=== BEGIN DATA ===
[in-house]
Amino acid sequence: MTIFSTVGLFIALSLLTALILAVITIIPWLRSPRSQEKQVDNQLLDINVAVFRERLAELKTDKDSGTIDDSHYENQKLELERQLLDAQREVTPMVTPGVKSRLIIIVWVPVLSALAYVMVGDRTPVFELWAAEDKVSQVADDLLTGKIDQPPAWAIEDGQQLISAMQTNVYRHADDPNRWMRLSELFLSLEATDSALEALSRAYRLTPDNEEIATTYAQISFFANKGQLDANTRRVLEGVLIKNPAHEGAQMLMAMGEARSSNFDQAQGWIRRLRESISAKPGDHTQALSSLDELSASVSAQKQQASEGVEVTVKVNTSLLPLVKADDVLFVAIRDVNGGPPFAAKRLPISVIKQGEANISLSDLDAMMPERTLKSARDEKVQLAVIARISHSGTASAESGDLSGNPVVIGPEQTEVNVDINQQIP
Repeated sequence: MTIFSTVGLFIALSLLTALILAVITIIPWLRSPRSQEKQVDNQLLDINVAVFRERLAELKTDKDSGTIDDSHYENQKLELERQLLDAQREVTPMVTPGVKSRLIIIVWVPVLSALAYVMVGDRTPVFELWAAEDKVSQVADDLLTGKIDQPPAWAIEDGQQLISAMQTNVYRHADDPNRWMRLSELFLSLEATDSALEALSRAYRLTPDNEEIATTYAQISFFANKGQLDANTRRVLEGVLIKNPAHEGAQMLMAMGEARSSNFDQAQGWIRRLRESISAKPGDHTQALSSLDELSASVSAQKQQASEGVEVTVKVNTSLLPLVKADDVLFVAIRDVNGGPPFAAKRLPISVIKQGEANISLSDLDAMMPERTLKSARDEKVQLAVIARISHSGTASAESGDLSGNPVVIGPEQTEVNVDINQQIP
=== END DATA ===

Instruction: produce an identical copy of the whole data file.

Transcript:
[in-house]
Amino acid sequence: MTIFSTVGLFIALSLLTALILAVITIIPWLRSPRSQEKQVDNQLLDINVAVFRERLAELKTDKDSGTIDDSHYENQKLELERQLLDAQREVTPMVTPGVKSRLIIIVWVPVLSALAYVMVGDRTPVFELWAAEDKVSQVADDLLTGKIDQPPAWAIEDGQQLISAMQTNVYRHADDPNRWMRLSELFLSLEATDSALEALSRAYRLTPDNEEIATTYAQISFFANKGQLDANTRRVLEGVLIKNPAHEGAQMLMAMGEARSSNFDQAQGWIRRLRESISAKPGDHTQALSSLDELSASVSAQKQQASEGVEVTVKVNTSLLPLVKADDVLFVAIRDVNGGPPFAAKRLPISVIKQGEANISLSDLDAMMPERTLKSARDEKVQLAVIARISHSGTASAESGDLSGNPVVIGPEQTEVNVDINQQIP
Repeated sequence: MTIFSTVGLFIALSLLTALILAVITIIPWLRSPRSQEKQVDNQLLDINVAVFRERLAELKTDKDSGTIDDSHYENQKLELERQLLDAQREVTPMVTPGVKSRLIIIVWVPVLSALAYVMVGDRTPVFELWAAEDKVSQVADDLLTGKIDQPPAWAIEDGQQLISAMQTNVYRHADDPNRWMRLSELFLSLEATDSALEALSRAYRLTPDNEEIATTYAQISFFANKGQLDANTRRVLEGVLIKNPAHEGAQMLMAMGEARSSNFDQAQGWIRRLRESISAKPGDHTQALSSLDELSASVSAQKQQASEGVEVTVKVNTSLLPLVKADDVLFVAIRDVNGGPPFAAKRLPISVIKQGEANISLSDLDAMMPERTLKSARDEKVQLAVIARISHSGTASAESGDLSGNPVVIGPEQTEVNVDINQQIP